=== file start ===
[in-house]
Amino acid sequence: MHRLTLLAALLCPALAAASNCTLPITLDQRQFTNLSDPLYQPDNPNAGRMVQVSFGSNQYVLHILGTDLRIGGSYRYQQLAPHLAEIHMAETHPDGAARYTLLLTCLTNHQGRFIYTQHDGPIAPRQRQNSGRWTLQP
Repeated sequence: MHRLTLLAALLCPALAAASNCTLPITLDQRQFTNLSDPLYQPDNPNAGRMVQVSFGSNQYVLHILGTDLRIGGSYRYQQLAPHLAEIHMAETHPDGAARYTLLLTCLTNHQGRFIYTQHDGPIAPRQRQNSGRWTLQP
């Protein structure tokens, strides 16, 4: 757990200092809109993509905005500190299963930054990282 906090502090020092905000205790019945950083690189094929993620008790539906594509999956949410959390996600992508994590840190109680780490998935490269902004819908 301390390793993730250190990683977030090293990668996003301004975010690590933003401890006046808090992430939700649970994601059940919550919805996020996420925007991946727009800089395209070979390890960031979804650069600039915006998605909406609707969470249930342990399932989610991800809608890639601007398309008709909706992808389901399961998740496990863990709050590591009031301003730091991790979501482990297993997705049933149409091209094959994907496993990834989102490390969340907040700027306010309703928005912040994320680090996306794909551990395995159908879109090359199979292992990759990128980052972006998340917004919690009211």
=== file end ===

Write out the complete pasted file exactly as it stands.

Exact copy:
[in-house]
Amino acid sequence: MHRLTLLAALLCPALAAASNCTLPITLDQRQFTNLSDPLYQPDNPNAGRMVQVSFGSNQYVLHILGTDLRIGGSYRYQQLAPHLAEIHMAETHPDGAARYTLLLTCLTNHQGRFIYTQHDGPIAPRQRQNSGRWTLQP
Repeated sequence: MHRLTLLAALLCPALAAASNCTLPITLDQRQFTNLSDPLYQPDNPNAGRMVQVSFGSNQYVLHILGTDLRIGGSYRYQQLAPHLAEIHMAETHPDGAARYTLLLTCLTNHQGRFIYTQHDGPIAPRQRQNSGRWTLQP
């Protein structure tokens, strides 16, 4: 757990200092809109993509905005500190299963930054990282 906090502090020092905000205790019945950083690189094929993620008790539906594509999956949410959390996600992508994590840190109680780490998935490269902004819908 301390390793993730250190990683977030090293990668996003301004975010690590933003401890006046808090992430939700649970994601059940919550919805996020996420925007991946727009800089395209070979390890960031979804650069600039915006998605909406609707969470249930342990399932989610991800809608890639601007398309008709909706992808389901399961998740496990863990709050590591009031301003730091991790979501482990297993997705049933149409091209094959994907496993990834989102490390969340907040700027306010309703928005912040994320680090996306794909551990395995159908879109090359199979292992990759990128980052972006998340917004919690009211």